STEPHEN GLOVER: After false starts and mixed messages, Boris Johnson grasps the nettle with historic address and shows he’s the Prime Minister we need
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Boris Johnson’s sombre television address last night marked a moment in this nation’s life which all who watched it are likely to remember for as long as they live.
In what amounts to a dramatic escalation, the measures he unveiled surpass many of the restrictions introduced in the dark days of World War II. The whole country is effectively quarantined during the coronavirus pandemic, and we are for the most part confined to our homes.
We may leave to shop for basics in a diminishing number of shops allowed to stay open. We can exercise outside once a day by ourselves or with people we are living with. Only essential travel is permitted. The police will enforce these measures.
Boris Johnson plunged the nation into an unprecedented, nationwide lockdown during a televised address on Monday evening. His hope is the new measures will help to stop the coronavirus pandemic
Needless to say, a fair number of ambiguities remain. But it is clear that these extraordinary new restrictions — which I welcome with a heavy heart — are an unprecedented infringement of our personal liberties.
Only a few days ago, the Prime Minister plainly regarded such restraints with abhorrence. He did not come into politics to limit the freedoms of the British people.
To the depths of his soul, he believes that liberty and Britishness have been forged together by our history, and that if at all possible the State shouldn’t barge around in our lives.
He has lived his own life according to these lights, prizing his freedom to do whatever he pleases within the law. When his father Stanley said last week that he would visit the pub if he wanted to, the familiar Johnson family gene was on show.
Boris’s innate horror of authority revealed itself when a journalist at Sunday afternoon’s No 10 press conference suggested that the police might be more proactive. He looked momentarily shocked. In his mental picture of Merrie England, it is not the role of the police to boss us around.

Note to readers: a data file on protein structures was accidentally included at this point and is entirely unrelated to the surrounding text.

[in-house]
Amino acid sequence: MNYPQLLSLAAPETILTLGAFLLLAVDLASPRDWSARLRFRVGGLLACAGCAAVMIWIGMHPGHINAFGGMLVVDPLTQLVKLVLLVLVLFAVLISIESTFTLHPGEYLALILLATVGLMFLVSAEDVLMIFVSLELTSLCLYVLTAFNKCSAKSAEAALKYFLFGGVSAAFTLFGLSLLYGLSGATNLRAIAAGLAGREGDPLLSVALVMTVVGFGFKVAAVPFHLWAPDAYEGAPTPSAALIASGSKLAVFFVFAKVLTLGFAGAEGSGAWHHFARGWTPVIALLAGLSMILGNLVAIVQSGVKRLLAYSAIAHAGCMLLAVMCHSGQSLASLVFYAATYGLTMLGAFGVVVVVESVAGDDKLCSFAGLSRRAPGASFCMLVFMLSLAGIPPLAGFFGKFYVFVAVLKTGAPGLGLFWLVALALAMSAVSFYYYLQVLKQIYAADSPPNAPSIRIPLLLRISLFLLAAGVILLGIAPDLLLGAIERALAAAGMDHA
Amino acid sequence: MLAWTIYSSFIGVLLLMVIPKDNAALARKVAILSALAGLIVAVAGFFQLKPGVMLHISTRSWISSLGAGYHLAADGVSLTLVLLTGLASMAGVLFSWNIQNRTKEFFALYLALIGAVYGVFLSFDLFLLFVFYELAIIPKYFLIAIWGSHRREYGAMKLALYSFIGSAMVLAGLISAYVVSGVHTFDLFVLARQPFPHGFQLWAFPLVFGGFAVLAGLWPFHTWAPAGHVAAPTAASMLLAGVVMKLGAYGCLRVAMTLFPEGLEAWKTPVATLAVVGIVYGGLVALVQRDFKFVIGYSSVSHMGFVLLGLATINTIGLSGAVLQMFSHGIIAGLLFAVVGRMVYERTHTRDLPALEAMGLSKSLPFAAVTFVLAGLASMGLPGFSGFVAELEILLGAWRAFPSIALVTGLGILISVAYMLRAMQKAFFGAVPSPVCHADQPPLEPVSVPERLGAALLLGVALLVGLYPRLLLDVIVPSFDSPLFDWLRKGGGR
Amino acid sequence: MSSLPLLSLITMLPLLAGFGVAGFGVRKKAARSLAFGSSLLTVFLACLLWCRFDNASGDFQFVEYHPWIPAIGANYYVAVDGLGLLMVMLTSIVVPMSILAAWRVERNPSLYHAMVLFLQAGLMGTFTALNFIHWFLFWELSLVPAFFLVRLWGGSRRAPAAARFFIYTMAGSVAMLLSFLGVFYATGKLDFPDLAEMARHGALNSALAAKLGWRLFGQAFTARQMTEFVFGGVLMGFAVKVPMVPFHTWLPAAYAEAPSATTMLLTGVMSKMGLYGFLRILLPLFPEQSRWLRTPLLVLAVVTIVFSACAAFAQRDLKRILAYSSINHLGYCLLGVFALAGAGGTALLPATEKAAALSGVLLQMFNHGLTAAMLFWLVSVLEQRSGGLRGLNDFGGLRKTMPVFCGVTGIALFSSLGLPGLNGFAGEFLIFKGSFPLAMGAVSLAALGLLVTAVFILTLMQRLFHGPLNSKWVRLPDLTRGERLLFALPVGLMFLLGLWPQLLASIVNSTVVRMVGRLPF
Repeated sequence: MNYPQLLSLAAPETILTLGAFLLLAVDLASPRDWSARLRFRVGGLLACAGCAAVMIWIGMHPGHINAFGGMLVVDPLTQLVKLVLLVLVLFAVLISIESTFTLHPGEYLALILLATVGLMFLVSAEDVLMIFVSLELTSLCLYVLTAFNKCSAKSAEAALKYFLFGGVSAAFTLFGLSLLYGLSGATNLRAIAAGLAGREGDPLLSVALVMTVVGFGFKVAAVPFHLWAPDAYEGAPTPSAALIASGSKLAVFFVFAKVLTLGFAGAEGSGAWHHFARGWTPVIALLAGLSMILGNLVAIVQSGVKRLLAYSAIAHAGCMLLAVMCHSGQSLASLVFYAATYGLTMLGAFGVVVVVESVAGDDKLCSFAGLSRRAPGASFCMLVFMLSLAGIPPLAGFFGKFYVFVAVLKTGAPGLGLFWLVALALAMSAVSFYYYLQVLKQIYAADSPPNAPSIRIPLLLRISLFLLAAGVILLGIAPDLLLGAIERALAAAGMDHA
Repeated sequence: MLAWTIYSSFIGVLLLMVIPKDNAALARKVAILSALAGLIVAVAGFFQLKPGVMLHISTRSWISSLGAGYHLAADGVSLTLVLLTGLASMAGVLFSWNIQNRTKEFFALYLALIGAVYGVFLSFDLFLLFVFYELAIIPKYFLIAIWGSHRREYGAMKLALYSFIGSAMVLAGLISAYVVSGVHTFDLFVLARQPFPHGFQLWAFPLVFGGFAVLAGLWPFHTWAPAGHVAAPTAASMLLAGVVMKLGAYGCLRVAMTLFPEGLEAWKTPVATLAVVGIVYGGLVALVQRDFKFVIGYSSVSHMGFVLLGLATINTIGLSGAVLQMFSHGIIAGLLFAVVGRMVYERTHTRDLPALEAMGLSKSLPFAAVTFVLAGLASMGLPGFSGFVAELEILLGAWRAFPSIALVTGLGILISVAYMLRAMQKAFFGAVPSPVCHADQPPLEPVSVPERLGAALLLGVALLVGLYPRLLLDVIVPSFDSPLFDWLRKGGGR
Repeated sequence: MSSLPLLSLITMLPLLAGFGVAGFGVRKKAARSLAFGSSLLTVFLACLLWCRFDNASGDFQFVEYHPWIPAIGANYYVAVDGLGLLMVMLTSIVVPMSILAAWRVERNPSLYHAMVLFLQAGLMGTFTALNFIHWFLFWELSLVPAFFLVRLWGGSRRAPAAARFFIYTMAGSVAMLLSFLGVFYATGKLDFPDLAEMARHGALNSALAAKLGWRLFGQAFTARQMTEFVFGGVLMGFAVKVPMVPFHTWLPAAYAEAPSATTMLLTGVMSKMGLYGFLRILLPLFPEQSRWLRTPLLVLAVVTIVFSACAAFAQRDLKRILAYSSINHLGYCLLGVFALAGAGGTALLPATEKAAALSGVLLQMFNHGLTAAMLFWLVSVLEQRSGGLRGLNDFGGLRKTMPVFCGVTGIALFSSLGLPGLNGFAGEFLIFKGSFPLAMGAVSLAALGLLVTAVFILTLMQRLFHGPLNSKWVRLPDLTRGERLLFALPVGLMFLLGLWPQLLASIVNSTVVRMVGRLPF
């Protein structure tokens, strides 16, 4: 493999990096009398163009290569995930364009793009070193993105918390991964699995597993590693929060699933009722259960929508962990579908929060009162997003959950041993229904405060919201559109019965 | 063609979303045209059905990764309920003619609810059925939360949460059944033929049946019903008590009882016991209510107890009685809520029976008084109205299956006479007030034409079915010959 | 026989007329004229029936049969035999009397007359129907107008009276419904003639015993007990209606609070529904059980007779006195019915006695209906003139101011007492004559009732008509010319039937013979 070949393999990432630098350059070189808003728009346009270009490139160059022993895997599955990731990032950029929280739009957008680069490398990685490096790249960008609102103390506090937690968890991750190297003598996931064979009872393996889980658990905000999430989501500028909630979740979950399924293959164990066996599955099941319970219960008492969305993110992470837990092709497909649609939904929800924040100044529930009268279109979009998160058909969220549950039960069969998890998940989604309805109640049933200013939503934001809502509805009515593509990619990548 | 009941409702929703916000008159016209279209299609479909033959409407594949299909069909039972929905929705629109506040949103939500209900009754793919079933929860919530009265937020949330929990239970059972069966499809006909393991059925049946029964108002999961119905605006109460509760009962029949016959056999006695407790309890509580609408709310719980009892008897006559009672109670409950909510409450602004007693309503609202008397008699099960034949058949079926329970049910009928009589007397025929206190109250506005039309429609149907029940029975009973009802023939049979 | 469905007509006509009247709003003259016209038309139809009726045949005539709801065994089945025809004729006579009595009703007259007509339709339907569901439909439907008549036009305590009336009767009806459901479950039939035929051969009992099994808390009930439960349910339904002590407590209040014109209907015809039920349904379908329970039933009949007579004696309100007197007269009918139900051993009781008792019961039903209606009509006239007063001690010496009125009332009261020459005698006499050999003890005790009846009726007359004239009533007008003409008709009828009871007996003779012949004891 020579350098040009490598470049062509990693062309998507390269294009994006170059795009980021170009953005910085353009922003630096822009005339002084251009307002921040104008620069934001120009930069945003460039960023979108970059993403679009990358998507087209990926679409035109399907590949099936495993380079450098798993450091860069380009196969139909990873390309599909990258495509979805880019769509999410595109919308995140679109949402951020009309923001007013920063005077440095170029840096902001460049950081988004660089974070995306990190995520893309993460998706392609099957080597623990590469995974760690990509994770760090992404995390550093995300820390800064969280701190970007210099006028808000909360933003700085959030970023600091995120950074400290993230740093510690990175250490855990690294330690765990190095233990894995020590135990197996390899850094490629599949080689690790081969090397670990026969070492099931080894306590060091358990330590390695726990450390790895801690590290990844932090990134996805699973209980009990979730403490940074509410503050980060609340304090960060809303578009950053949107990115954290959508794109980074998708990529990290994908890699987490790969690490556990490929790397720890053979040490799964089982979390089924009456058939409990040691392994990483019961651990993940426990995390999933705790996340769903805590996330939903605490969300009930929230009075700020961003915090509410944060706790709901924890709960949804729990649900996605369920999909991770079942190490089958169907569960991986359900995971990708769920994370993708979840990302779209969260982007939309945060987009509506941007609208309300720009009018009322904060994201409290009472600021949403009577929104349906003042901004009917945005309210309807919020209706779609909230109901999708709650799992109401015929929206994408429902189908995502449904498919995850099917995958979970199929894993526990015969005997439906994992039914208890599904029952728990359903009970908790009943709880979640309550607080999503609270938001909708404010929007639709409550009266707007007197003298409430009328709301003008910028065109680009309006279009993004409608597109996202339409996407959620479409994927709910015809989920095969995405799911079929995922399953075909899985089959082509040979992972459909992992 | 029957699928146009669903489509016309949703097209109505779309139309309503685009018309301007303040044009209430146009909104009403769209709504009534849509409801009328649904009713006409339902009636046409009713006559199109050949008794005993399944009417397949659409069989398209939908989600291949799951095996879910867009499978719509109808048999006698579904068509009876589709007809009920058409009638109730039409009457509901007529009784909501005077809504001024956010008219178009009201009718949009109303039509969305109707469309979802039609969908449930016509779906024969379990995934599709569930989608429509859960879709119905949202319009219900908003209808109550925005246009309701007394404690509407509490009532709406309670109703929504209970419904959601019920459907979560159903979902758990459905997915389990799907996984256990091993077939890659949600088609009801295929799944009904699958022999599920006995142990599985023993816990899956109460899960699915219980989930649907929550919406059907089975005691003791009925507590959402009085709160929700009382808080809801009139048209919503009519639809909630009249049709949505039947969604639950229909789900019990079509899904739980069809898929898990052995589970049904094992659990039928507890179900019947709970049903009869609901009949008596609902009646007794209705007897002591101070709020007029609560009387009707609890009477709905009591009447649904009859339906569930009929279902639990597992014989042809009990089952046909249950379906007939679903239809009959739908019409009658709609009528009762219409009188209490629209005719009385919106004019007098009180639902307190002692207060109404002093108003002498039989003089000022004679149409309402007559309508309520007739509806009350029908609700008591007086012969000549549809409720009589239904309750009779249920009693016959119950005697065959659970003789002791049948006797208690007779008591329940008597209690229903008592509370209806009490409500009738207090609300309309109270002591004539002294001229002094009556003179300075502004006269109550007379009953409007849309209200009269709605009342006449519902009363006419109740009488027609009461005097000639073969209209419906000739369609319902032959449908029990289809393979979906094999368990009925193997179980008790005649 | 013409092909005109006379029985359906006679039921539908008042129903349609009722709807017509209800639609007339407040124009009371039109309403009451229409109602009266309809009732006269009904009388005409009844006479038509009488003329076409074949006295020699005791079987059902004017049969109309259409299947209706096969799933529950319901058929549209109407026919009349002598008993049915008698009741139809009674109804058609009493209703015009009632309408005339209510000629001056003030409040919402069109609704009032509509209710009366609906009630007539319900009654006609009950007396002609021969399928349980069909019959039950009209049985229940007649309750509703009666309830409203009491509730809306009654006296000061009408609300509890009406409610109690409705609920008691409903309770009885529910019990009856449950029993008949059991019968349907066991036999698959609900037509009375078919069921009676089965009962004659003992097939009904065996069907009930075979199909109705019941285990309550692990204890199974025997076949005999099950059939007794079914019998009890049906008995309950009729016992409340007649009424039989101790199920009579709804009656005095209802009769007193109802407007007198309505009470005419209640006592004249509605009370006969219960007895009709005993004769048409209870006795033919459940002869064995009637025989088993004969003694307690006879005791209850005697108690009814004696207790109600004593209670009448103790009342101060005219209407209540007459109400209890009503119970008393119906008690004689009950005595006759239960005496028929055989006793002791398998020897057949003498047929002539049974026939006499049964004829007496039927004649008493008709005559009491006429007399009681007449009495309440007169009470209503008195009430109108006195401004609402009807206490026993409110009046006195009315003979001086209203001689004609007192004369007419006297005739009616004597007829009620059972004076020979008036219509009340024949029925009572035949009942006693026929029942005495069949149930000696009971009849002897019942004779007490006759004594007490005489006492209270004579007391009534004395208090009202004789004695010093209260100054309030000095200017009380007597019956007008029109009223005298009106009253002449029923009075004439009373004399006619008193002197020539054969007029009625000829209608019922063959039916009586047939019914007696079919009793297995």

This largely explains why the PM has consistently been behind the curve in recent days. He asked us not to go to pubs and restaurants. Most complied, but some ignored his plea. Such establishments were legally shut down some days later after numb-skulled people had continued to party.
The Government also dithered over closing schools, with its advisers producing various arguments as to why it was inadvisable to do so. Then, last Thursday, children were at last told to stay away.
It seemed as though every significant new measure had to be wrung from the Prime Minister, and came too late. Precious time was being squandered in the battle to curb the spread of the contagion.
Again and again, he has apologised during these press conferences for asking us to adopt new forms of behaviour. He has frequently reiterated his regret, which I’m sure is genuine, that he should be recommending measures which may seem coercive.
At times, his natural desire to safeguard our liberties has collided with the advice he has proffered, leaving many of us confused, and unsure as to what we were being asked to do.
For example, last Friday he said that he hoped to see his elderly mother on Mother’s Day, which is what any loving son would hope to do. Yet the Government advice soon made clear that such visits were undesirable.
On Sunday, the freedom-loving Boris stated ‘of course I want people to be able to go out in the parks and open spaces and enjoy themselves’ before observing that ‘even if you think you are personally invulnerable, there are plenty of people you can infect, and whose lives will be put at risk’.